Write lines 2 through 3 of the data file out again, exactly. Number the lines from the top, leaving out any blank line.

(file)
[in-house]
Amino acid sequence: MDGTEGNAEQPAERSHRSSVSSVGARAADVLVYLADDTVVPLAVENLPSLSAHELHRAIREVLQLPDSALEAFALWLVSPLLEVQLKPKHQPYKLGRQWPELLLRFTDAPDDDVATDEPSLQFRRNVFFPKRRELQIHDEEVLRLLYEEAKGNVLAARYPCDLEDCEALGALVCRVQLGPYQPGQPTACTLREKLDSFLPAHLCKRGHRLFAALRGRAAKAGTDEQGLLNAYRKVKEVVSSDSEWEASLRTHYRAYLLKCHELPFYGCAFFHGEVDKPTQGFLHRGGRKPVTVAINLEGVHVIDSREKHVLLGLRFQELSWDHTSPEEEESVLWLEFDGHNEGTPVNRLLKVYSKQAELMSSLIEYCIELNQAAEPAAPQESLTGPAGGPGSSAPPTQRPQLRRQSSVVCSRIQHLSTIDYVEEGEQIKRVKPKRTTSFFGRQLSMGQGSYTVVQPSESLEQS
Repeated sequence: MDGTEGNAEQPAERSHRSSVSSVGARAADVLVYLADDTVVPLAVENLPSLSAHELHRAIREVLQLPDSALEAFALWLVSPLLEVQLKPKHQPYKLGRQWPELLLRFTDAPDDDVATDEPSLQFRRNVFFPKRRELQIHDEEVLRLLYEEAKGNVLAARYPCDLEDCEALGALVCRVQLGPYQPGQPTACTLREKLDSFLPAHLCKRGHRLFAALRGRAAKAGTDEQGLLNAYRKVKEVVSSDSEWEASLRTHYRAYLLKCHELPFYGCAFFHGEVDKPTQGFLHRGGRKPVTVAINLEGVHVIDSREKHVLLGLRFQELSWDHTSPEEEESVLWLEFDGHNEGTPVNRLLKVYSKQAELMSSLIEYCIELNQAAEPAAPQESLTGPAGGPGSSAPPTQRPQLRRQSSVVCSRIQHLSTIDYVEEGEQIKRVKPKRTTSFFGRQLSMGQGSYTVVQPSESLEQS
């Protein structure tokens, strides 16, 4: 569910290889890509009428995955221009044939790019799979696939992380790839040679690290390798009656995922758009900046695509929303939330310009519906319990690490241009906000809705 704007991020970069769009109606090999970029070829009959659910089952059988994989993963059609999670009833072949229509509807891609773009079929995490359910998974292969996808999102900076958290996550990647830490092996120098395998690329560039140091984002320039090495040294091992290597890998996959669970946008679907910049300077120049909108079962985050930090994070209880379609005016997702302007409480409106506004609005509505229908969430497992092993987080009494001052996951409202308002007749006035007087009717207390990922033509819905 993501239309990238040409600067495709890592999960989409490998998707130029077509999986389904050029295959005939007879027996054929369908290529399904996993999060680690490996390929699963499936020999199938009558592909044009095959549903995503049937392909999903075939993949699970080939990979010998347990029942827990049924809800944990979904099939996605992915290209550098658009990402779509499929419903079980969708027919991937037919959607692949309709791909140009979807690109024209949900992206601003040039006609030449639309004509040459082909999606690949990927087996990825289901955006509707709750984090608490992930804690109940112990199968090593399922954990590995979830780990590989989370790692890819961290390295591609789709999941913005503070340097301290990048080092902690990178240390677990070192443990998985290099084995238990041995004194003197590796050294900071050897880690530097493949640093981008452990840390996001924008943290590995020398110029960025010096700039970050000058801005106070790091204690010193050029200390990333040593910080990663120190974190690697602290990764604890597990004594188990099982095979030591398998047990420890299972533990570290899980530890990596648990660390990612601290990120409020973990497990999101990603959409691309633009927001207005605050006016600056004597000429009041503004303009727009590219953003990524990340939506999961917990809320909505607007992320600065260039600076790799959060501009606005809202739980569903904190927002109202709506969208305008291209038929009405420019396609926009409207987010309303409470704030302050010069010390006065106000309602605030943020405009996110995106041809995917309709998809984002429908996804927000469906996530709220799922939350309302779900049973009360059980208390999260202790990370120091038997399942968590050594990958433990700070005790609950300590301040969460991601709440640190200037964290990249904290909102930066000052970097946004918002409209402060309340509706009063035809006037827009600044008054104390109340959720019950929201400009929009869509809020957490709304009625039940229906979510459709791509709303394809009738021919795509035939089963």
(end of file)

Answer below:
Amino acid sequence: MDGTEGNAEQPAERSHRSSVSSVGARAADVLVYLADDTVVPLAVENLPSLSAHELHRAIREVLQLPDSALEAFALWLVSPLLEVQLKPKHQPYKLGRQWPELLLRFTDAPDDDVATDEPSLQFRRNVFFPKRRELQIHDEEVLRLLYEEAKGNVLAARYPCDLEDCEALGALVCRVQLGPYQPGQPTACTLREKLDSFLPAHLCKRGHRLFAALRGRAAKAGTDEQGLLNAYRKVKEVVSSDSEWEASLRTHYRAYLLKCHELPFYGCAFFHGEVDKPTQGFLHRGGRKPVTVAINLEGVHVIDSREKHVLLGLRFQELSWDHTSPEEEESVLWLEFDGHNEGTPVNRLLKVYSKQAELMSSLIEYCIELNQAAEPAAPQESLTGPAGGPGSSAPPTQRPQLRRQSSVVCSRIQHLSTIDYVEEGEQIKRVKPKRTTSFFGRQLSMGQGSYTVVQPSESLEQS
Repeated sequence: MDGTEGNAEQPAERSHRSSVSSVGARAADVLVYLADDTVVPLAVENLPSLSAHELHRAIREVLQLPDSALEAFALWLVSPLLEVQLKPKHQPYKLGRQWPELLLRFTDAPDDDVATDEPSLQFRRNVFFPKRRELQIHDEEVLRLLYEEAKGNVLAARYPCDLEDCEALGALVCRVQLGPYQPGQPTACTLREKLDSFLPAHLCKRGHRLFAALRGRAAKAGTDEQGLLNAYRKVKEVVSSDSEWEASLRTHYRAYLLKCHELPFYGCAFFHGEVDKPTQGFLHRGGRKPVTVAINLEGVHVIDSREKHVLLGLRFQELSWDHTSPEEEESVLWLEFDGHNEGTPVNRLLKVYSKQAELMSSLIEYCIELNQAAEPAAPQESLTGPAGGPGSSAPPTQRPQLRRQSSVVCSRIQHLSTIDYVEEGEQIKRVKPKRTTSFFGRQLSMGQGSYTVVQPSESLEQS